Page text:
Christianity and Liberalism

1 And you were dead in your transgressions and sins, 2 in which you formerly walked according to the course of this world, according to the ruler of the power of the air, the spirit that is now working in the sons of disobedience, 3 among whom we all also formerly conducted ourselves in the lusts of our flesh, doing the desires of the flesh and of the mind, and were by nature children of wrath, even as the rest. Ephesians 2:1-10 (LSB) Read verses 4-10 on the site.

I had eye surgery yesterday.  My left eye has a new lens. I am still wearing a patch over that eye.  My wife has to put different eyedrops in that eye at different times of the day. Things are still foggy in that eye though.  When things are clear It is like I am looking through my glasses….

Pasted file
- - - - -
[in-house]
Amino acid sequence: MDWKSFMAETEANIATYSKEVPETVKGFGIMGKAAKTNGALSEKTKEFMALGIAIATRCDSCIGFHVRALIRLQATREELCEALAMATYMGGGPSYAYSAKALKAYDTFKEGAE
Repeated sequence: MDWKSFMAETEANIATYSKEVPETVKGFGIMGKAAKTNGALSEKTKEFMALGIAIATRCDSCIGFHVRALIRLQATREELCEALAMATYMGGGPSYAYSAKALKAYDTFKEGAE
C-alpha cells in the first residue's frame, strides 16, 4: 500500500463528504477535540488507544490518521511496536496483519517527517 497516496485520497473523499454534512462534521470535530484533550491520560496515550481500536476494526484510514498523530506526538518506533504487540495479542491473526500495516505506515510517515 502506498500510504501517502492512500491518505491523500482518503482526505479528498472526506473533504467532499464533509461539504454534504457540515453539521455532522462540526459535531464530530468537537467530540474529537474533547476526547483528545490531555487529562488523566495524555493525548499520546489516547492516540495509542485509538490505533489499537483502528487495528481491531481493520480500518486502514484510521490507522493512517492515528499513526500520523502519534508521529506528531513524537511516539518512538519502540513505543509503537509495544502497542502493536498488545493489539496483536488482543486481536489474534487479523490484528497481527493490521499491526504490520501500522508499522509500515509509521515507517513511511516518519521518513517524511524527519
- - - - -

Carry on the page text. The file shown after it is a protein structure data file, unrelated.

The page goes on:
My surgeon is planning on doing my right eye in a few weeks. Right now, in order to type like I’m doing right now, I have to have the patch over my left eye and wear my glasses over it so I can see with my right eye. Fun! Please keep me in your prayers. I can’t drive until we get both eyes done. However, I have spent a great deal of time during this “downtime” in prayer and meditation. I wouldn’t call what I’m going through as Christian suffering. No, it is no fun, but I am not suffering for being a Christian. On the other hand, I have several close brothers and sisters in Christ who have health issues a lot worse than mine who always seem to be full of the joy of the Lord. My goal is to also reflect that same spirit. In this post I would like to share some insights from some time I spent in the solitude of study and quiet I had during my “downtime.” Part of that time was spent in reading J. Gresham Machen’s Christianity and Liberalism, which was published in 1923. I have not quite finished it yet some of that due to my vision issues, but I made good progress. Some of you I know have read it because you recommended the book to me. For those who don’t know, Machen’s thesis in the book was to address the encroachment of Liberal theology in his day, which was taking over the Northern Presbyterian Church in the United States to the point that the Seminary at Princeton was preparing to “liberalize.” His thesis for this magnificent book is that “Liberal Christianity” and Christianity are two different religions. View article →